Grisly tale of human frailties in King Lear

King Lear.
King Lear.
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Human frailties – mostly suppressed in contemporary everyday life – were portrayed in all their gruesome colour in the National Theatre’s live screening of King Lear at South Holland Centre in Spalding last Thursday.

It made for a gripping, if very long at three-and-a-half hours, production directed by Sam Mendes.

At first, we had King Lear the bully and dictator prepared to split his kingdom between his daughters based on how well they flattered him.

We saw the insincerity and greed of two of the daughters – one even flirting with her elderly father – while the third and youngest, Cordelia, refused to play the game.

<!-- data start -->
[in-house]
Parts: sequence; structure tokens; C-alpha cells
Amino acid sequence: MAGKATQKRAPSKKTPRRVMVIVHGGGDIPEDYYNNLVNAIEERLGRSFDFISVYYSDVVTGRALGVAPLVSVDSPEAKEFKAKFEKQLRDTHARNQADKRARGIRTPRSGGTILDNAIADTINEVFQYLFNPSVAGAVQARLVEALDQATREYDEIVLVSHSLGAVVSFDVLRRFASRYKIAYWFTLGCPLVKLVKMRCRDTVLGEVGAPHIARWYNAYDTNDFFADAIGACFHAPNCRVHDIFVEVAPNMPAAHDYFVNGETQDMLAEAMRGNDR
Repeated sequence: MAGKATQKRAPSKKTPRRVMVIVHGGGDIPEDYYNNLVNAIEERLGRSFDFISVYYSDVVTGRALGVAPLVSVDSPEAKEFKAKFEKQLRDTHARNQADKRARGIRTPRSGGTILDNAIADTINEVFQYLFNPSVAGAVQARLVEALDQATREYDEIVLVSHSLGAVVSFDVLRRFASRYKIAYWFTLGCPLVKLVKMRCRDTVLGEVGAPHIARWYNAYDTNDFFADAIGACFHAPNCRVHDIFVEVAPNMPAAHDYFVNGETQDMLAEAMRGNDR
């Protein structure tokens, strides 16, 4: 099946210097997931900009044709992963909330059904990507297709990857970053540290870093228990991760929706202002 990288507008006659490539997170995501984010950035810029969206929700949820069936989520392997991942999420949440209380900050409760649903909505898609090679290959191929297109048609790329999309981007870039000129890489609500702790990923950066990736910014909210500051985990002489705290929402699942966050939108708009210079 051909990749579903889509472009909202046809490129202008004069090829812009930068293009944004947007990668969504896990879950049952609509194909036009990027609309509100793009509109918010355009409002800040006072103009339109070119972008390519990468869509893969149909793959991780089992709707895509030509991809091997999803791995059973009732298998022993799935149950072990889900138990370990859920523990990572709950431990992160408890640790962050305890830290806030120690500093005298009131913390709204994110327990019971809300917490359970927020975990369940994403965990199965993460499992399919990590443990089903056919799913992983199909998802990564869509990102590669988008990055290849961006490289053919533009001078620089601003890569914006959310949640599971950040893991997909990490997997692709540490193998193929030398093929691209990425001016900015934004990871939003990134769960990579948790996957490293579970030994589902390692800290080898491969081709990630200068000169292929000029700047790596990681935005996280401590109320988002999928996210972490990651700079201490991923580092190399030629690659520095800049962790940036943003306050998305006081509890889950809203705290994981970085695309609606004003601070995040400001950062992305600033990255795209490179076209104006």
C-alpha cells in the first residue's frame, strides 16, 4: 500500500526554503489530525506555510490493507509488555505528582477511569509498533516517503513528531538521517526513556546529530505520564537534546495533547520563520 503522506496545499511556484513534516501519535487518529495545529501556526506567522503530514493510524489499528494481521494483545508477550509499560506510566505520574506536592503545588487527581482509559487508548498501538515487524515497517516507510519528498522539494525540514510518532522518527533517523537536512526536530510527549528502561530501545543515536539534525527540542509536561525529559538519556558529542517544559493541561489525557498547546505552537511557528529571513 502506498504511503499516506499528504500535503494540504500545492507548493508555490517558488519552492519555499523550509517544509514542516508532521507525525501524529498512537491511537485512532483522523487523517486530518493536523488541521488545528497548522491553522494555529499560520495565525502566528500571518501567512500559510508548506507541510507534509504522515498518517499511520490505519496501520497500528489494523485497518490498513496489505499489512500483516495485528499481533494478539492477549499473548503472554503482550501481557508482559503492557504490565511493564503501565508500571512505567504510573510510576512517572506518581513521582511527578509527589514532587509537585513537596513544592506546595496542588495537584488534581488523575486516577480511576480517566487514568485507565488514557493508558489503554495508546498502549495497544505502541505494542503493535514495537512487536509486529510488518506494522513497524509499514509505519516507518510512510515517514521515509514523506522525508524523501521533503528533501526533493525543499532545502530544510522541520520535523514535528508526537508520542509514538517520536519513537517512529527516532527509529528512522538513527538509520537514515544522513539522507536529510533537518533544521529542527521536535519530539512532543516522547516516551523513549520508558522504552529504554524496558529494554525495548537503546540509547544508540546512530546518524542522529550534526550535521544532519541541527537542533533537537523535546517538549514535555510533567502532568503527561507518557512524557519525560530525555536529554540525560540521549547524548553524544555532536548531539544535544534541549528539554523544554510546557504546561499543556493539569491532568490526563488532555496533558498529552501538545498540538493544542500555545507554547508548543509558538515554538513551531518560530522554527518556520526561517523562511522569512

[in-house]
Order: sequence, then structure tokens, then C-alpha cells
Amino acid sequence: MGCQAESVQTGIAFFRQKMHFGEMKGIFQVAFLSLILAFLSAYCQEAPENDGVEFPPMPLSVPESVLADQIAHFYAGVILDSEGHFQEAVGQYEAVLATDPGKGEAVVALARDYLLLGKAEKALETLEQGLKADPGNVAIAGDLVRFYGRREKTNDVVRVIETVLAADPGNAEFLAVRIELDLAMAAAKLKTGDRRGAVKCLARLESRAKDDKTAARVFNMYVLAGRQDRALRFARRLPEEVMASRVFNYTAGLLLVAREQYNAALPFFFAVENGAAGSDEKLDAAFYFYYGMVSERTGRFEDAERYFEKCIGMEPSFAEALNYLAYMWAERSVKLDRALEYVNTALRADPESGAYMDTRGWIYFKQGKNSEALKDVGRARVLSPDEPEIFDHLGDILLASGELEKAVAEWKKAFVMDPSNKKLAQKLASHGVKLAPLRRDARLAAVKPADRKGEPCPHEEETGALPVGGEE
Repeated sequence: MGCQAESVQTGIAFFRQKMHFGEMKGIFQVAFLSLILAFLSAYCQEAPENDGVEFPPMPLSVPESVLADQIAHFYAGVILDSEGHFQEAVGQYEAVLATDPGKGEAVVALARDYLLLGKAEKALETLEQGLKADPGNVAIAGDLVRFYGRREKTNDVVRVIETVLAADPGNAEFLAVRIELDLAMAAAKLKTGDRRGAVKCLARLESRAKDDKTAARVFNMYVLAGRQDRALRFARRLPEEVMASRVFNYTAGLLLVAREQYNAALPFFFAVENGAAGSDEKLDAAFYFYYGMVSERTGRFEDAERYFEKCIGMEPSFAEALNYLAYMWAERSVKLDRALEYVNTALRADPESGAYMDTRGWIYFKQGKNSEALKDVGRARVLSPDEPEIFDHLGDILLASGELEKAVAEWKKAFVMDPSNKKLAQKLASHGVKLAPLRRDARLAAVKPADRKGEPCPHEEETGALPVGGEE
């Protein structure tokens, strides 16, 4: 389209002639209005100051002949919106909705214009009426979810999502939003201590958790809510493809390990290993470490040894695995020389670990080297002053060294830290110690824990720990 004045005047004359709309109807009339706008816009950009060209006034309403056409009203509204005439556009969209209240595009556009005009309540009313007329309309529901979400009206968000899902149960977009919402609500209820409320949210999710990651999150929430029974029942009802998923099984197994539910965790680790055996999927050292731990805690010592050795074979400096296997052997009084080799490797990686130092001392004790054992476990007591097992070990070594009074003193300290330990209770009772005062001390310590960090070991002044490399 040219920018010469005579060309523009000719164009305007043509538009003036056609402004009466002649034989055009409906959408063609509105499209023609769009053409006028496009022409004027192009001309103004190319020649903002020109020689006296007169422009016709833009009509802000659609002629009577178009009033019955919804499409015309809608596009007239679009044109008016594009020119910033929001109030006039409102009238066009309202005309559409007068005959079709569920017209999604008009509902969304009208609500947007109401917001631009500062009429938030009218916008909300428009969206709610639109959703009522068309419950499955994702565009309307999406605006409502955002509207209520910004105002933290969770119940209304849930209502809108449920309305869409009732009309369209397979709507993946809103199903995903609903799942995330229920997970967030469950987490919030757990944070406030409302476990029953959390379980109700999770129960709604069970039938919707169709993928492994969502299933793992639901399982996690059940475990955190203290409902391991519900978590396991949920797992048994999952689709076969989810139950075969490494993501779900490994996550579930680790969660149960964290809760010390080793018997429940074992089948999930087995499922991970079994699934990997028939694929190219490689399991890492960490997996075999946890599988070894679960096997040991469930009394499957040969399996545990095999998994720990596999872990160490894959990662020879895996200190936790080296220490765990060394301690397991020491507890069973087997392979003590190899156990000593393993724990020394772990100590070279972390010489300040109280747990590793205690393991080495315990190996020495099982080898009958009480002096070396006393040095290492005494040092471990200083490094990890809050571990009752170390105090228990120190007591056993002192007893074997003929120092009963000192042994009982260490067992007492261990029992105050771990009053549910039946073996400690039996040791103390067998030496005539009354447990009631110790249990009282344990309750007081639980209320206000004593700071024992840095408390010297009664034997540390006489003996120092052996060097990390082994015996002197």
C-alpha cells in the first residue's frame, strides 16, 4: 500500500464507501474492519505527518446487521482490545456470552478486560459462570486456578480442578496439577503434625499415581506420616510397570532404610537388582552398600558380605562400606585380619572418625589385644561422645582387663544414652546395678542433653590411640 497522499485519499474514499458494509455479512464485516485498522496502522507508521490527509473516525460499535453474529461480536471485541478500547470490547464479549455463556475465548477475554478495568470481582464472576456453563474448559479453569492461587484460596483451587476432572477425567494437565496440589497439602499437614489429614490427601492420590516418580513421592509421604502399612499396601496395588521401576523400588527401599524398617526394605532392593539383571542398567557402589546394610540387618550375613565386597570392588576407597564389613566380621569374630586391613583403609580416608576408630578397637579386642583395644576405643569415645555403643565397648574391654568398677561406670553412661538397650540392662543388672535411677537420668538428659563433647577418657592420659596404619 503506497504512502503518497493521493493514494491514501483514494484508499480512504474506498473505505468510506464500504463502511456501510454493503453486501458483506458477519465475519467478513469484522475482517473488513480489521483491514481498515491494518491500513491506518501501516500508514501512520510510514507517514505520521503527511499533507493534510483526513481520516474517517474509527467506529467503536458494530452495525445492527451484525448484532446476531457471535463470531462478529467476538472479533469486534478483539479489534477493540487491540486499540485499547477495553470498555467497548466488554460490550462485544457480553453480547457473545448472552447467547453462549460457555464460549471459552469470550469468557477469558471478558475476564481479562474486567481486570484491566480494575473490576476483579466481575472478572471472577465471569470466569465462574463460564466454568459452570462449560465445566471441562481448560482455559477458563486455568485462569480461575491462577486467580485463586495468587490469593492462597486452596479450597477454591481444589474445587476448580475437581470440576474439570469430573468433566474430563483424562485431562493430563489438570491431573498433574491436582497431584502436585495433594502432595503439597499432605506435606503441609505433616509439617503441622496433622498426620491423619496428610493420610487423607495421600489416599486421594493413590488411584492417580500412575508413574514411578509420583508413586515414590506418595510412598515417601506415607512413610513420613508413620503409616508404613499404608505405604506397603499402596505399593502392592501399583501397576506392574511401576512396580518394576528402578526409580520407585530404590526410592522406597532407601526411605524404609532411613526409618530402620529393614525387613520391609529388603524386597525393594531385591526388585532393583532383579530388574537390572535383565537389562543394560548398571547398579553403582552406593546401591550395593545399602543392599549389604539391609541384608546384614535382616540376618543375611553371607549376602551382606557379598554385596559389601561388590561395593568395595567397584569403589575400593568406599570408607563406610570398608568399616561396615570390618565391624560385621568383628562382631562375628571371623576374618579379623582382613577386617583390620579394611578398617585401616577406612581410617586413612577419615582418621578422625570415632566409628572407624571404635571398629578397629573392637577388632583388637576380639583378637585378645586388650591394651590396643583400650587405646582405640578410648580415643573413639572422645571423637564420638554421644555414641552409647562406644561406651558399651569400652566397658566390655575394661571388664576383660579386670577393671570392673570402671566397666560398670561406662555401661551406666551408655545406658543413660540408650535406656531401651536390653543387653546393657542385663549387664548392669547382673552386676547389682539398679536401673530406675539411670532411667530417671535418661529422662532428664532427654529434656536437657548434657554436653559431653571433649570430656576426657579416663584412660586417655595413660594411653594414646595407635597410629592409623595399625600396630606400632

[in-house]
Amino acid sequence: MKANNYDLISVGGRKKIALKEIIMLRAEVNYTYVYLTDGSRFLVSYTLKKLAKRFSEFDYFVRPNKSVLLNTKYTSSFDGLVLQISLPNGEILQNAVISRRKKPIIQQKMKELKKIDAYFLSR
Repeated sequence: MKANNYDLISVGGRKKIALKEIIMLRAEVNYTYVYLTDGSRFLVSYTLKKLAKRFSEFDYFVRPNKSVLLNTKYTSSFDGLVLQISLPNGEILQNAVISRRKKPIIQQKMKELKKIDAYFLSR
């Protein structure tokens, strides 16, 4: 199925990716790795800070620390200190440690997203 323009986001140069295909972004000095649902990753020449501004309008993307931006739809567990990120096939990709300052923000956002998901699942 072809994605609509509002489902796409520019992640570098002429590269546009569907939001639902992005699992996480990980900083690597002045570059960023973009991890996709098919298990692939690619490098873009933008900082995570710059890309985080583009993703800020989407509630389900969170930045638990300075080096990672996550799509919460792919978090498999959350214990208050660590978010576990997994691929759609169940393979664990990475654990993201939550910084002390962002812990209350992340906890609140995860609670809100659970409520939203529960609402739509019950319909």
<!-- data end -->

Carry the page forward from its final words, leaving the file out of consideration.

We then watch as an ageing Lear descends into madness, a dramatic storm scene serving as the catalyst that tips him over the edge. There was crashing thunder and storm clouds and we watched as Lear and his Fool appeared to huddle on a precipice without any protection from the storm.

The king’s descent into madness was portrayed so well by Simon Russell Beale, who took to wandering around in enormously baggy underpants.

Adrian Scarborough gave a great performance as the Fool and the grasping ‘wicked sisters’ perfectly portrayed selfishness in the face of their father’s vulnerability.